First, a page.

|Photo By Pixabay|
Before I go any further, I need to tell you what this blog is not.
This is not one more post about how diagnostic labels are evil. They aren't. Diagnostic labels serve a function. They are a tool. Namely, they were created so that medical institutions could treat them and so that insurance companies could pay for their treatment.
A broken bone (diagnostic label) requires a cast (treatment) and those all need special shortcut names and codes so they can be electronically entered and errors minimized. But no one seems to wear that label for long. And even if they do, it certainly doesn't become their identity. You are a person first. You have a broken bone.
But for some reason, this language changes in mental health. It seems far too easy for people to become identified with their labels. In part I blame us professionals. It is much easier to short-hand our conversations when calling a person by their label.
Also, in part I think this is because we don't truly see mental illness as "real illness" yet. We still create artificial division between the brain and body and we still have a stigma attached to mental health diagnoses. We see these labels as a sign of failing in a way that we do not see a broken bone. And so we wear them.
I don't believe wearing your labels serves you or your health. I also do not believe living in a label-less society is possible or even helpful. As someone who doesn't bill insurance directly, I thankfully do most of my work without diagnosing clients. But over years, I have had my fair share of clinical diagnostic work. Having walked on both sides of the line, I've gotten some perspective on how diagnostic labels function in the real world. And so, like most things, I prefer a middle road approach. To me, it comes down to this question: How does your label serve you? Because it should.
When Diagnostic Labels Help
- When they create community and support.
So often we suffer alone in our struggles. Knowing what is going on with you can be the first step to finding others and accessing the vast stores of knowledge that exist online around any given issue. If you don't know what you have, its very hard to find any help. This is honestly my favorite part of the right kind of labeling. For instance, moms who discover they have Postpartum Depression or Anxiety suddenly have access to huge community support programs, online groups, in person groups, books and effective treatment options. Before that moment of diagnosis, they were simply alone in pain.
- When it creates an "A-Ha" moment.
Often, when there is an unidentified mental illness going on, it can feel chaotic and confusing. If you or a loved one are deep in the suffering of a disorder and you don't know it- it is hard to find patterns, triggers, or any deeper understanding of what is happening. Each day stands alone. With a good diagnostic label, your experience can start to make sense. I've seen clients smile with relief when it finally "clicks" in this way.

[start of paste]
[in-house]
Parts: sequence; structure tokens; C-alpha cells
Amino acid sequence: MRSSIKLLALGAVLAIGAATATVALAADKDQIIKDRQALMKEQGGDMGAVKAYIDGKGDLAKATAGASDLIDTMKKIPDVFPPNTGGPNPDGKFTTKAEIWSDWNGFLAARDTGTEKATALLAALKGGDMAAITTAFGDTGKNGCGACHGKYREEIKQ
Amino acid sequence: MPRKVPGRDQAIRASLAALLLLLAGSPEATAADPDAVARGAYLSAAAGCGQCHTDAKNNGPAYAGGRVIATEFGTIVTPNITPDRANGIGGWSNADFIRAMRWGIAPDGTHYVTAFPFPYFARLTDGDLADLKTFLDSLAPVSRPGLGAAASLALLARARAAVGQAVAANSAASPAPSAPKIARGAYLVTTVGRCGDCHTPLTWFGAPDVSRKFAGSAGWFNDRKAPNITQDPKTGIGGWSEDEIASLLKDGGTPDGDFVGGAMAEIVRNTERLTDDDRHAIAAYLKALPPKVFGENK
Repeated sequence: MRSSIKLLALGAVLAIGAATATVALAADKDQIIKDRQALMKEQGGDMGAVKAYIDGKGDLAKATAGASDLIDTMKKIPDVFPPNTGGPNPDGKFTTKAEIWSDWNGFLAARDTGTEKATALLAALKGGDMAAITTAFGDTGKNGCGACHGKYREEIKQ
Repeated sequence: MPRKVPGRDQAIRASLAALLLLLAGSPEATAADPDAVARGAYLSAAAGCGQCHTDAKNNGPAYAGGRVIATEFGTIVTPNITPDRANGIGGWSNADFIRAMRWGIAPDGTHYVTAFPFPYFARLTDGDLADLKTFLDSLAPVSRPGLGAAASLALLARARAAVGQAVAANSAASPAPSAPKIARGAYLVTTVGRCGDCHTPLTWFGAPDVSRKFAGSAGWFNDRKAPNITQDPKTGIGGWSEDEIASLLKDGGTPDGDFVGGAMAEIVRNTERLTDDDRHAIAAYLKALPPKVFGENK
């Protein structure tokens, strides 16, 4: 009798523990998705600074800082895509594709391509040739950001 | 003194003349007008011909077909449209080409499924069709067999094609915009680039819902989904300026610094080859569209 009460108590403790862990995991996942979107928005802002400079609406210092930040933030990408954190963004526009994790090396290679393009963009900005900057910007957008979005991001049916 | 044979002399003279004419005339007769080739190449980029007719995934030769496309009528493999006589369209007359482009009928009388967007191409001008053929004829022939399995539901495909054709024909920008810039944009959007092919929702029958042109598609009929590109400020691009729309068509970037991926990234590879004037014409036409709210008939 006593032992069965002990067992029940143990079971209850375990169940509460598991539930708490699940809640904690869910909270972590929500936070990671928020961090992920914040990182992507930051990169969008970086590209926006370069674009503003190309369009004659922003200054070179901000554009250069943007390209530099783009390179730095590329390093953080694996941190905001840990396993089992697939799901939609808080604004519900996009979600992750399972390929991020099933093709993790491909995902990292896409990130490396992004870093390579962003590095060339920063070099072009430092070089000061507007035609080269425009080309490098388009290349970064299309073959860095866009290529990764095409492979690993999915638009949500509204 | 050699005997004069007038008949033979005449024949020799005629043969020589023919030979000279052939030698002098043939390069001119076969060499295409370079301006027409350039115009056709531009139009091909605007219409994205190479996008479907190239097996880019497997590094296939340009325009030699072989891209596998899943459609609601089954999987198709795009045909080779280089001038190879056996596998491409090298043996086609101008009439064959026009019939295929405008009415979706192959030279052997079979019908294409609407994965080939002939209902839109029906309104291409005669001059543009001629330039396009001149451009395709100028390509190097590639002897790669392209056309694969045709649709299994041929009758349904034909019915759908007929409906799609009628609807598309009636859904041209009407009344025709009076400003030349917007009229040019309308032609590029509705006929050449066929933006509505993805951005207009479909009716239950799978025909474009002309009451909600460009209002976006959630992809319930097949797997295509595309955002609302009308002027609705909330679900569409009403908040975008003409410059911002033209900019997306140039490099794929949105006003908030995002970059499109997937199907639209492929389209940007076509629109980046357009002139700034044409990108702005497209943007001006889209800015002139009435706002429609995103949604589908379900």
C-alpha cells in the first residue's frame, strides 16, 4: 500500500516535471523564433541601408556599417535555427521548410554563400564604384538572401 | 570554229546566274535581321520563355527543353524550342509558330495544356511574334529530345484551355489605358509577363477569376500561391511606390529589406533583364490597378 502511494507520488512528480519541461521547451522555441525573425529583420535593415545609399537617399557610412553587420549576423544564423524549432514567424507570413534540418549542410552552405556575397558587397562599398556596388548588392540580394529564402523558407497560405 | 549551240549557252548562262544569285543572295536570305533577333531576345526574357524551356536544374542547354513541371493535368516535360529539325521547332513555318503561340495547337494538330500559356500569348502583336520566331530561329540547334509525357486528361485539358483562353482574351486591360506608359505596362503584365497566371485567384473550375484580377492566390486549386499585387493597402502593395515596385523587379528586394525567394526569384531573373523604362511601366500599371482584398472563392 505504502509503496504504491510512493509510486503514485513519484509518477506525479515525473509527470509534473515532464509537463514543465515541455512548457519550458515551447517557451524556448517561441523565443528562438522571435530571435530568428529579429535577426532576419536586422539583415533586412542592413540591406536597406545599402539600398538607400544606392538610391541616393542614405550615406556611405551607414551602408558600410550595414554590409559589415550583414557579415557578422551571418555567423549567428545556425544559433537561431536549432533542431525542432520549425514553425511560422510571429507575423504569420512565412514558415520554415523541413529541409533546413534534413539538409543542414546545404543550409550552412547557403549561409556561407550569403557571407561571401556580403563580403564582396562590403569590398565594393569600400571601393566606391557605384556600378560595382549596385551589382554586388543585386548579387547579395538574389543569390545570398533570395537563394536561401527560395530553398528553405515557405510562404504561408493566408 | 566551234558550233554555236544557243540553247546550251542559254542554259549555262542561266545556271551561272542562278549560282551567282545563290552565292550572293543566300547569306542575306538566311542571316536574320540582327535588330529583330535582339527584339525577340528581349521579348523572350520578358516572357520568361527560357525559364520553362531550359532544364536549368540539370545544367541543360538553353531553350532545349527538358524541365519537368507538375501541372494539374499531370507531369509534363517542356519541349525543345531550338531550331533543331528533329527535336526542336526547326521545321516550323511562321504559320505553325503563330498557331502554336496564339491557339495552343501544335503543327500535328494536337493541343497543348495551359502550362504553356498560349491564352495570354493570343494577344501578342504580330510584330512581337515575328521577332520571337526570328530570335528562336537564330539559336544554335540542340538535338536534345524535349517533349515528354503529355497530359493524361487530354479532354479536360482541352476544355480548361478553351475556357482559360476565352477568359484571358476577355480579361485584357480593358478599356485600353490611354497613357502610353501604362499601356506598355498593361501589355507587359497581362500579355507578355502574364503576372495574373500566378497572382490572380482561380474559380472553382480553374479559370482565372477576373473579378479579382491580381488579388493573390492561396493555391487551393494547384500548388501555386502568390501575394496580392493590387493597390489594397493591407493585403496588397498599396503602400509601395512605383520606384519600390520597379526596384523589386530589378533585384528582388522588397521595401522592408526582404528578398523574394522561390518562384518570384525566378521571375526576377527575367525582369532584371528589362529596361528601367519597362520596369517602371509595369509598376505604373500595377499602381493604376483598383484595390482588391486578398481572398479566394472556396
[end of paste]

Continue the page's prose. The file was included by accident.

- When it creates a more helpful plan.
If you don't know what you're working with, it's impossible to create an effective plan. You also deprive yourself of the knowledge acquired about what works for others in your shoes. By having an accurate label, you suddenly are able to create order, goals, measurements, and treatment plans for yourself.
When Diagnostic Labels Hurt
- When they create a sense of isolation.
This doesn't always happen, but I have seen people be isolated and ostracized for their labels. I think this goes back to our stigmatizing around mental illness. Truly, the person is the same the day before and after a label is given. Either they are a friend or they aren't. The label doesn't change that.
- When they create feelings of hopelessness.
A good label should fold into a good plan. Always. The label should be informational. A broken leg needs a cast. A psychiatric label needs treatment of its own. If a label feels heavy and depressing instead of directional and empowering- it isn't doing its job. Shed that label and quick! It should be a breath of relief and hope- a sense of "I am not alone and there are things to do about this." If that's not how its feeling... something is off.
- When they are seen as your identity.
You are not your labels. You are a person first, and you have a condition. It is not a fixed state of being. I said it before and I'll say it again. Your label should fold into a good plan. So you should feel empowered with a vision of a future where you are either cured or treated for your symptoms. Every professional you encounter should be able to see your identify as different from your label. They need to have a plan to help you be the best you. If they can't? It's time to move on and find one who does. This also means there is onus on the person with the label- not for perfection, but for striving. We are not meant to stay inert. You are so much more than any label could ever be.
I believe, like most things, the extreme perspective sells. Our mainstream (medical) model has meant that diagnostic labels are abundant. This has created an (understandable) backlash response. In my opinion, the highly-medical approach and the anti-medical approach are both missing part of the point. The truth is far more nuanced and gray. Sometimes labels help, sometimes they hurt. The answer is in how they serve the person and not anyone else.
Bottom line: a label should serve you. If it doesn't, then trash it!
I label you as good enough. Just FYI.